It has survived two winters and is reasonably well-made for the price. It is definitely not a custom fit for our '06 RT C190P but is big enough. It came with a steel cable but we use 8 spring clamps (2 on each side) to secure the cover to the underside of the RT. Like all covers it is a pain to use, isn't pretty, and (as markopolo said) we have to keep an eye on the weather when planning winter travel so I don't end up with a cover that's frozen solid. I couldn't bring myself to pop for the $700+ cover sold at roadtrekboutique.com so what we have is adequate...for now.
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Old 11-21-2011, 04:30 PM   #9
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Default Re: winter covers

Mike,

They are snow fences. You'll notice too that they are set back off the side of the road a ways. That is because they don't block the snow behind the fence but create a turbulence where the snow falls back down and stacks up in front of the fence (road side). Most are temporary slat fences put up just for the winter, but at some critical trouble areas permanent fences are built.

I don't cover my B over the winter. I do make sure after the leaves have fallen that I get up on the roof and thoroughly clean them off and at the windshield cowling and wipers. On my previous Pleasure-Way I had an exterior privacy windshield cover. I used that but once in the winter. Just that little bit was a major pain to remove once snow accumulated, ice formed and it stuck to the windshield. So I imagine a full body cover would be next to impossible to remove in the winter if snow and ice covered.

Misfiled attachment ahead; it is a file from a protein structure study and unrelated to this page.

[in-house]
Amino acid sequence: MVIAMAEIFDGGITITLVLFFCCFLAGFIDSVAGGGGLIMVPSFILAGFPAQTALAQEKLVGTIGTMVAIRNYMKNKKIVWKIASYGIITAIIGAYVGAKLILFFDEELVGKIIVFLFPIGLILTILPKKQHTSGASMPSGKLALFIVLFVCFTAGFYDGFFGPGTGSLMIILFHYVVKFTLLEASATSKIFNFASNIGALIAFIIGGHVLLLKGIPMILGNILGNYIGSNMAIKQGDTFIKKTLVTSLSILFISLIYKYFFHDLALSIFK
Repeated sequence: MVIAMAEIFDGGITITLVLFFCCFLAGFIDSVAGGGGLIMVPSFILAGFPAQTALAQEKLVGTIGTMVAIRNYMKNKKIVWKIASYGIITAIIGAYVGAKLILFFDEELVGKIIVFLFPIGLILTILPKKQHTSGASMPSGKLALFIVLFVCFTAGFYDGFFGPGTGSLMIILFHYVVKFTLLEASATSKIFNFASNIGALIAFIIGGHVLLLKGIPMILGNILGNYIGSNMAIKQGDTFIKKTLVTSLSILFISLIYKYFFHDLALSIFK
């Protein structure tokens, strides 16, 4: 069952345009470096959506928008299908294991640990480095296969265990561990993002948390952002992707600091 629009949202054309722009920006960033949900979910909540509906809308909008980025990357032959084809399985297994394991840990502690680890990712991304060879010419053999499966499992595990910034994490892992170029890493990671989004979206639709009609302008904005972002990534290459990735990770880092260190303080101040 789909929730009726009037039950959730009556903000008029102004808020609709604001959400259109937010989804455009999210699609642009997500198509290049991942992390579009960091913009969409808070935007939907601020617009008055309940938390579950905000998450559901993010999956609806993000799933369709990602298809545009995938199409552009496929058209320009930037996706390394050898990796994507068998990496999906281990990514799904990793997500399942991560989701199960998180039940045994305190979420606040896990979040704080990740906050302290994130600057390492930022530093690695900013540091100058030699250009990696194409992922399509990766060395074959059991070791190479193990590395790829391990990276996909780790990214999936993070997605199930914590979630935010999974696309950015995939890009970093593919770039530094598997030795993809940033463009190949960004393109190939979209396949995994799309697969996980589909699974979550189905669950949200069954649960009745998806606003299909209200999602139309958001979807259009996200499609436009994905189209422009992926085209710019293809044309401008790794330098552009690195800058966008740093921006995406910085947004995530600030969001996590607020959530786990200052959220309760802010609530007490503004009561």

Another thing not to do with an RV parked outside. Do not run a heater with snow on the B. It will melt snow but that melted snow will re-freeze at doors, windshield wipers and hood. Made that mistake once prepping for a March trip. I also suspect a heater would be an invite for pest invasion.
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Old 11-27-2011, 02:43 PM   #10
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Default Re: winter covers

Thanks, my first thought was they were snow fences, but thought there might be a chance they
had some other insidious purpose. They seem to inhabit large expanses of flat land near interstate
highways. I can't recall seeing anything similar near here. In rural Ontario areas where wind issues arise,
I have seen many farms use long cedar hedges as wind breaks. I suspect our plains provinces probably use
the large fences like yours, but I have yet to confirm that.